I swore I’d never write a zombie story, but a few years ago, I broke down and wrote one. (Raven Willoughby: Origins which will feature later in this series) Apparently, my muse decided that one just wasn’t enough, so it bugged me until I wrote Free Zone. This isn’t your regular zombie tale, and they don’t eat brains – because EW! Lorelei Ward is a young surgeon, starting her first day as a fully fledged attending physician. The day before, she was in surgery, when there was a massive explosion at a local fertilizer plant. The news showed the photo of a man who was a Person of Interest in the investigation. Somehow, the police think that her surgical patient is that man. She finds them in his room, and he’s cuffed to the bed.
Sending my interns out, I confronted the woman, who had to be a police detective. She had on dress slacks, a coordinating blouse and shoes she could run in. Her hair was pulled back in a severe ponytail. Shorter than me, her head was at a level with my chin, but that didn’t seem to intimidate her at all. All five foot three worth of authority confronted my five foot nine and three quarters.
“Who are you? Why are you harassing my patient?”
“My name is Detective Adele La Rose.” She flashed a badge.
I caught her hand before she was able to put it away. Examining it closely, I memorized her badge number. Wigging my fingers, I insisted on identification from the man who was with her.
“Still doesn’t answer my question, Detective.”
“He’s a suspect in yesterday’s bombing.”
“This guy?” I pointed to the man in the bed. “Want to walk me through that?” I squinted at the shorter, dark haired woman.
La Rose frowned. “Walk you…?”
“Through it. Yes. When is he supposed to have done this horrible thing?”
La Rose checked her notes. “The bomb went off, by remote, at 9:56—”
“Did someone have to actively click a button for it to go off?”
La Rose, and the uniformed officer, gaped at me.
“That’s what by remote means, doctor,” the officer, whose name was West, said. His tone was on the rude side.
“Okay. Well, then I’m his alibi. At 9:56, we were about halfway through his surgery.”
“Surgery!” La Rose sounded aghast. “What for?”
Manu Astor’s eyes went wide and he gave me a pleading look.
“None of your business. It would be a serious legal violation to tell you, since it has absolutely no bearing on this case. Take the handcuffs off him, and get out. You’re violating his rights, and getting in my way.”
The officer raised a curious eyebrow at his boss. She nodded slightly, and he took off the cuffs.
“We were given an anonymous tip that the man we were interested in, was here. And one of your patients.”
“Really? Interesting, since this guy looks nothing like that guy on TV. Did you bother to check his identification, photograph, anything?”
La Rose flashed an angry look at her uniformed companion. “That was, supposedly, already done.”
“Well, fancy that! As a matter of fact, we did have someone in here yesterday, who resembled the man wanted for questioning. But he wasn’t my patient.”
“And you didn’t call us?”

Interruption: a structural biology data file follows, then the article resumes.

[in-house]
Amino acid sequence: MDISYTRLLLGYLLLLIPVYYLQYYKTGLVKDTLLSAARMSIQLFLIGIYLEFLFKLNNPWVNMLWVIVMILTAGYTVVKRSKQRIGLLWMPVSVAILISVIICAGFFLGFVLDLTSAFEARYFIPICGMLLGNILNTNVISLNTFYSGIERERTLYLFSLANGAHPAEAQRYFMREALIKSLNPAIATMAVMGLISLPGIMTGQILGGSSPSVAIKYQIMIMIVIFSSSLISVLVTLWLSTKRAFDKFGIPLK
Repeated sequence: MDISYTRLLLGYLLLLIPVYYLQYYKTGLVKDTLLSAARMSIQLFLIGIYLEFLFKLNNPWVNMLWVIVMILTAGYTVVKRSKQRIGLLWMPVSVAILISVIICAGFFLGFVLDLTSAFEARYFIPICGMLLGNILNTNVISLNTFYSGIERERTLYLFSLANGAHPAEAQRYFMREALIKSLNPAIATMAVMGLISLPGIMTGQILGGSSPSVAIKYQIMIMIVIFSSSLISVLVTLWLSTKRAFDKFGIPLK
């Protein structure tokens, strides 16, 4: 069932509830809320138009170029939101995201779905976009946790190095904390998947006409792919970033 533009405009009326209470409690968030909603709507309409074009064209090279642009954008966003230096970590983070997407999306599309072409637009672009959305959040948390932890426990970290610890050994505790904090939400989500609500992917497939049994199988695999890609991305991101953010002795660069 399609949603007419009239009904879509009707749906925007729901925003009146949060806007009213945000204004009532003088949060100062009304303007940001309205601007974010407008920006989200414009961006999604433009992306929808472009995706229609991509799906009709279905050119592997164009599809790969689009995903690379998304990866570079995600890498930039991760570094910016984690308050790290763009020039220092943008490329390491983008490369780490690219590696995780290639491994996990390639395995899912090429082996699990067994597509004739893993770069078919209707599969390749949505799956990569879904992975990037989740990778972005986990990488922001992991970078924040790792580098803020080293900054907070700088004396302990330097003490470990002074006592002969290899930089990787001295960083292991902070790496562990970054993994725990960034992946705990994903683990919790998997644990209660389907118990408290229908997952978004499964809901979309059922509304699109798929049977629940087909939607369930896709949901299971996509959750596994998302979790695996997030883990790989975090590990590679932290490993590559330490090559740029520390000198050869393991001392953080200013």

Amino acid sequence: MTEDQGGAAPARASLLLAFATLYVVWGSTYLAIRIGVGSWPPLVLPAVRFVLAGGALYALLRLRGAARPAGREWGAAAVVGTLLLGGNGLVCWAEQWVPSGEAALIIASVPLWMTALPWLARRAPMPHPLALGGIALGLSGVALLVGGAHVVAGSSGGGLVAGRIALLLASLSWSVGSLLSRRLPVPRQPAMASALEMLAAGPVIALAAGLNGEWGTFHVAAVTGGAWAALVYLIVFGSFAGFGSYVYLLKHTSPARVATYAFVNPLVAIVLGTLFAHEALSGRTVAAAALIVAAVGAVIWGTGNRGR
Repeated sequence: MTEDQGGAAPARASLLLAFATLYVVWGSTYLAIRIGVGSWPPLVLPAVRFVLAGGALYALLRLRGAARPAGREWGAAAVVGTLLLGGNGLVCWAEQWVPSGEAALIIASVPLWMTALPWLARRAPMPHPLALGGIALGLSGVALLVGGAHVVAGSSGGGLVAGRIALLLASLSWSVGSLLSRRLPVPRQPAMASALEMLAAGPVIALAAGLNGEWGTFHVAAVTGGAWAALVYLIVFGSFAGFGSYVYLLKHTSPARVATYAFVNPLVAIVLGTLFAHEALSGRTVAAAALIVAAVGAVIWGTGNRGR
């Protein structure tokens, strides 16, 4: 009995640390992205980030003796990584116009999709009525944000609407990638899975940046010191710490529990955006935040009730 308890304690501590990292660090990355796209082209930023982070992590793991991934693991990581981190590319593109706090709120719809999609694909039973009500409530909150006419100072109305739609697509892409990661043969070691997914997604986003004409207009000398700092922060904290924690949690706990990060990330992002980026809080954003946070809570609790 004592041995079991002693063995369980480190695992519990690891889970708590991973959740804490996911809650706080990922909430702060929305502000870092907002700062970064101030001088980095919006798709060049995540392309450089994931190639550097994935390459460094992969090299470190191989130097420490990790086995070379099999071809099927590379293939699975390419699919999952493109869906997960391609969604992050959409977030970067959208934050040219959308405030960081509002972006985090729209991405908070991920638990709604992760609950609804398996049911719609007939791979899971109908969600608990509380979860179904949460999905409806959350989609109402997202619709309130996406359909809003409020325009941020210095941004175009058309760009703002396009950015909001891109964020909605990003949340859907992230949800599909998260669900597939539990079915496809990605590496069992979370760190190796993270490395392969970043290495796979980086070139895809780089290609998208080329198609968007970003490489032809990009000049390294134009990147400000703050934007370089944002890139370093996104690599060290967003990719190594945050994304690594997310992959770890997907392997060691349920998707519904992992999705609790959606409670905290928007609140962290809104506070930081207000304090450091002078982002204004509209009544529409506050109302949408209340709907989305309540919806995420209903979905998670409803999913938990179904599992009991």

“I couldn’t be sure. I wasn’t going to call, and have him be the wrong man. I didn’t want anyone to come in and harass him, rather like you’re harassing Mr. Astor.”
“Still, if he looked like the man on TV, you should have called.”
“He’s not going anywhere. His injuries were quite extensive. Part of his face was damaged by the chemicals. So, you can understand why there might be some confusion.”
La Rose pinched her lips together. Dark brows furrowed, and she did her best to look pissed off. She did it really well, but I wasn’t having it.
“Lemme ask you something.” I crossed my arms, doing my own pinching and furrowing. “You said it was done by remote, right? You think someone would set off a blast like that, and be close enough to be harmed by it?”
Her mouth went from pinched to open. She and Officer West gawped at me, at one another, and at Manu Astor.
“I don’t know about you, but if I’m gonna blow shit up, I’d like to be as far away from it as possible. We had that young woman in here. The one on TV.”
“What?” La Rose screeched.
“She died. Horribly. Her flesh was melted, unrecognizable. Tell me if a terrorist would do that to herself? Or if a man would do that to his wife and baby daughter?” I glared at West, who wore a wedding ring.
“Not a man alive who would do that to his baby,” he said simply.
“Unless there was something seriously f**ked up about him,” Manu added.
He and West exchanged a look. It was some man thing, but it said a lot to each of them.
“So, I’m thinking, maybe you’ve got the wrong guy—twice.”
“Will you direct me to the other man?”
“I don’t know his name, or where he was taken. He wasn’t my patient. This man here,” I pointed at Manu. “He is my patient. Since part of my job description is to advocate for the health and well being of those in my care, I’m ordering you out. He’s not guilty of anything, and having you here is hampering his recovery. Out. Let my people do their jobs.”
“You can’t—” La Rose burbled.
I drew myself up straight. When I stood like that, I was a little taller even than Officer West. He backed up a step. La Rose looked ready to take it further, but he intervened.
“We should go, Carla, and let this man get some rest. Dr. Ward, sorry for the inconvenience. Mr. Astor, our apologies.”
Manu nodded, waving at him. “I’ll let it slide without a lawsuit, but next time, check your facts.” His voice held such authority, I almost apologized to him, too.
© 2019 Dellani Oakes